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May 06, 2024

Preparing for jobs that don't exist yet

Skills for the future will require a critical balance of intellectual dexterity and technical expertise
by Rita Savard

More than half of today’s 5-year-olds can expect to live to 100 or longer, according to researchers at Stanford University’s Center on Longevity. That has big implications for how we learn and how we should plan our working years.

Michelle Weise, a Phillips Academy leadership partner, All-School Meeting speaker, and expert on the future of work and education, tackles the longevity revolution in her book Long Life Learning: Preparing for Jobs that Don’t Even Exist Yet. She ponders a question poised to be the next big disruptor in academia: Will a four-year education at the beginning of a 100-year career adequately prepare a person for their entire working life?

“This is a huge mindset shift, because we are so used to thinking about education being frontloaded in the first quarter of our lives,” says Weise. “Then we go out into the workforce, build our careers, earn a living, and retire. But that entire construct is now being questioned, and rightfully so, because the old-fashioned concept of one job for life is over.”

Author and expert on the future of work and education, Michelle Weise.

With today’s speed of change, there are fewer careers where people can expect the knowledge acquired in school to see them through to retirement. Our brains, Weise emphasizes, aren’t exactly wired for imagining ourselves five or even 10 years out, making it difficult to empathize with our future selves. Putting statistics in perspective, studies point to early baby boomers who are already averaging 12 job changes by the time they retire.

So how do we prepare students to thrive in a future where their careers will be shifting over a longer period?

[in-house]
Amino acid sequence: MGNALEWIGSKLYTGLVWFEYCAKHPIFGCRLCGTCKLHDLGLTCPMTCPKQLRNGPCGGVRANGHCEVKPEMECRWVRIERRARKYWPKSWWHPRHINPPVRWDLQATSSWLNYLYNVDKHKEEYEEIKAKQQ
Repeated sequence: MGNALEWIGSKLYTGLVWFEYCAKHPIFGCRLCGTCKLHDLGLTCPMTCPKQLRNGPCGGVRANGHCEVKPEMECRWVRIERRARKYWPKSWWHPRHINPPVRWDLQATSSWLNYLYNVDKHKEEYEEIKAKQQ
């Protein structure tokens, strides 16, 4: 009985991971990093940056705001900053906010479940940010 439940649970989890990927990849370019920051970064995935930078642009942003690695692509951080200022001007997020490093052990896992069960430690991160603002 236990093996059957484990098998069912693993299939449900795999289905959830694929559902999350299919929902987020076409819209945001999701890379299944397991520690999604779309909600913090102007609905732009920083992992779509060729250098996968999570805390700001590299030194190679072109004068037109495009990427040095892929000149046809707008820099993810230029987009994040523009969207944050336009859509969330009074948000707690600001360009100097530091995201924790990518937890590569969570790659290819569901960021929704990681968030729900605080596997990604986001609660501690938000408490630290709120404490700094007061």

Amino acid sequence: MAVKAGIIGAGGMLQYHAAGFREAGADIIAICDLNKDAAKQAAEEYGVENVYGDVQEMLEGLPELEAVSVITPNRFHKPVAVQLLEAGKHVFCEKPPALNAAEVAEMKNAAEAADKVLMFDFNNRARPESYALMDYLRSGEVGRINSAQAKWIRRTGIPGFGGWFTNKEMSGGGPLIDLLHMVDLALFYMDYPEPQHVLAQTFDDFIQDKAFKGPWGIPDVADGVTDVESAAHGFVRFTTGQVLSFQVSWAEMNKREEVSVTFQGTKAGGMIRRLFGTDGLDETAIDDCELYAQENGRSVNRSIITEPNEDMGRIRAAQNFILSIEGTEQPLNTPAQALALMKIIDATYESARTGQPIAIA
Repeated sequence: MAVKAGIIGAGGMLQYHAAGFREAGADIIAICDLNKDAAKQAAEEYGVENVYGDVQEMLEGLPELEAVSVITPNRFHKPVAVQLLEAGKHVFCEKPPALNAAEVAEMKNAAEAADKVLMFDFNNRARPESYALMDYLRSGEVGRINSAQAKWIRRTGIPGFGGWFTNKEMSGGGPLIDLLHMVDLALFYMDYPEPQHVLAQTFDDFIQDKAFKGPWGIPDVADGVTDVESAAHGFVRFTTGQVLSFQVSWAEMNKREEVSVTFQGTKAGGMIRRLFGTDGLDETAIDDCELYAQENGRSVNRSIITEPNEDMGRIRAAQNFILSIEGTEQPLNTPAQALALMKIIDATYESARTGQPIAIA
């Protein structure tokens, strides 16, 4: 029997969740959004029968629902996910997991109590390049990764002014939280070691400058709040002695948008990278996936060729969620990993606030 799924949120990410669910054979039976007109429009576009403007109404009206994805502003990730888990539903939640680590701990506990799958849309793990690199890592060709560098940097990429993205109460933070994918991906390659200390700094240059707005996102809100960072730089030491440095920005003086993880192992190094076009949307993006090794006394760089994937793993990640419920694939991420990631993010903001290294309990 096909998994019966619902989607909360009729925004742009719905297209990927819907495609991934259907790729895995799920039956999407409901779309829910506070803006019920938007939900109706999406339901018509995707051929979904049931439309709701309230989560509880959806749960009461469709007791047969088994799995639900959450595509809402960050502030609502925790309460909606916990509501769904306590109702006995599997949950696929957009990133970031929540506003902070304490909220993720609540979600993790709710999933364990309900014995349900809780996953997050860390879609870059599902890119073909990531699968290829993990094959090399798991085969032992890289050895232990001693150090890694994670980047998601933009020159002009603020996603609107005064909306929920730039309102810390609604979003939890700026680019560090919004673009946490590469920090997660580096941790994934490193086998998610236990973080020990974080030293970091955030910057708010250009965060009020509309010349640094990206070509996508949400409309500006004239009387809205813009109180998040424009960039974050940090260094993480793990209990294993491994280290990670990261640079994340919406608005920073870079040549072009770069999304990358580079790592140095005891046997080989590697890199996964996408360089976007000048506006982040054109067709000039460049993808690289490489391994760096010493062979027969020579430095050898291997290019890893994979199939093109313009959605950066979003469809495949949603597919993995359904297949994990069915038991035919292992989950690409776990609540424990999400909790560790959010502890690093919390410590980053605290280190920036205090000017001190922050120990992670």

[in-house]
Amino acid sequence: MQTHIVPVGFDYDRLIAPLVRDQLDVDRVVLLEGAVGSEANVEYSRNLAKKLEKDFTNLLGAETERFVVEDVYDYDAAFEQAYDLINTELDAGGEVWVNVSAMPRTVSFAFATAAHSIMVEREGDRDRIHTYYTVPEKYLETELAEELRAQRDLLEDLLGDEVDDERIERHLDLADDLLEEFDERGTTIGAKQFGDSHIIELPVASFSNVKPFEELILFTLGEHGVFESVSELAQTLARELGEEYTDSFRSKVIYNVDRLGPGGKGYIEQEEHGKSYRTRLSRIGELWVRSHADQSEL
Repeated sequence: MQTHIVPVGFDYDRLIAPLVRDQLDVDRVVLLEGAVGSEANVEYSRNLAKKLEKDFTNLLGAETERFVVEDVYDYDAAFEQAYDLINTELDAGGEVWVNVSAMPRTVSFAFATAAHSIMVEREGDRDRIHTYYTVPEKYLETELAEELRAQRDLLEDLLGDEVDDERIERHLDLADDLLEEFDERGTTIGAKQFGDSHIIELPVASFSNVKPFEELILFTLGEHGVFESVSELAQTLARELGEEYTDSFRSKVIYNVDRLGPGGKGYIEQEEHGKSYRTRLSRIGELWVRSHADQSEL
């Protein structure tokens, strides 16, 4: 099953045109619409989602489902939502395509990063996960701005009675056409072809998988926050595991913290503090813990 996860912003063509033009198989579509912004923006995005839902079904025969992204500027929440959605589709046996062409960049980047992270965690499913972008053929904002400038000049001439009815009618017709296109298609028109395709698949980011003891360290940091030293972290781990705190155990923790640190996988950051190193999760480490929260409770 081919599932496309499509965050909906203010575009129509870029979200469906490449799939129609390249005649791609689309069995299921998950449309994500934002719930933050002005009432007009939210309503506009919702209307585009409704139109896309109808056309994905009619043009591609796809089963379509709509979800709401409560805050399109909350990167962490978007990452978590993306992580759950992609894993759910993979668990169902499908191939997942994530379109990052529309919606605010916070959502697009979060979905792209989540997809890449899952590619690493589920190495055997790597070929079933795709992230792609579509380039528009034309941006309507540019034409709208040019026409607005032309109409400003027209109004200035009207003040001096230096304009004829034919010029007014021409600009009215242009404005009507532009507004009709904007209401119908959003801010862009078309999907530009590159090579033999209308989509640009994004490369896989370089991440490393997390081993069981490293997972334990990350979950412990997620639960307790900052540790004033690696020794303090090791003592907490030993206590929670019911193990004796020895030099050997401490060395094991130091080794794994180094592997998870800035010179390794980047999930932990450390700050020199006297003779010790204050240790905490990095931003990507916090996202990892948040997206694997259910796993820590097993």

“The future of work and education is going to become inextricably tied, with people making continuous returns to learning throughout life, so we’re going to need those returns to learning to be much more seamless,” says Weise. “Our current system of traditional higher education is ill-suited to facilitate flexible, seamless, cost-effective learning pathways for people to keep up with emergent workforce demands. We must do better.”

Whenever humans solve problems in the world, adds Weise, the solution is, and will be by nature, interdisciplinary. To cultivate nimble thinkers and prepare them for the new, cross-functional jobs of tomorrow, teaching and learning must be problem-based.

“The most valuable workers now and in the future will be those who can combine elements of what author David Epstein calls ‘range’—the ability to stretch across disciplines, engage in analytical thinking, and apply knowledge from one context to another,” says Weise. “Skills for the future will need to be hybrid, a critical balance of intellectual dexterity and technical expertise.”

4 Ways to Future-Proof Your Career

Highlight Your Human Skills

We tend to focus on hard skills, but human skills are important too, such as adaptability, collaboration, exercising judgment, or mediating tense situations. Make a timeline of your key professional and personal experiences. Do you see patterns?

Become a Skills Translator

You need to translate your skills for your prospective employer. Be sure to research the industry you want to move into, because the same skill can have vastly different meanings depending on the context.

Find Data in Discomfort

At work, when do you feel uncomfortable? Maybe you feel out of depth when people bring up a new technology or platform. Pay attention to those signals. It’s data telling you where you need to level up.

Get Picky

You shouldn’t be the only one committed to your skill development. Your employer should be too. The next time you change jobs, try to choose a company or organization that is building talent from within.

Categories: Academics, Magazine

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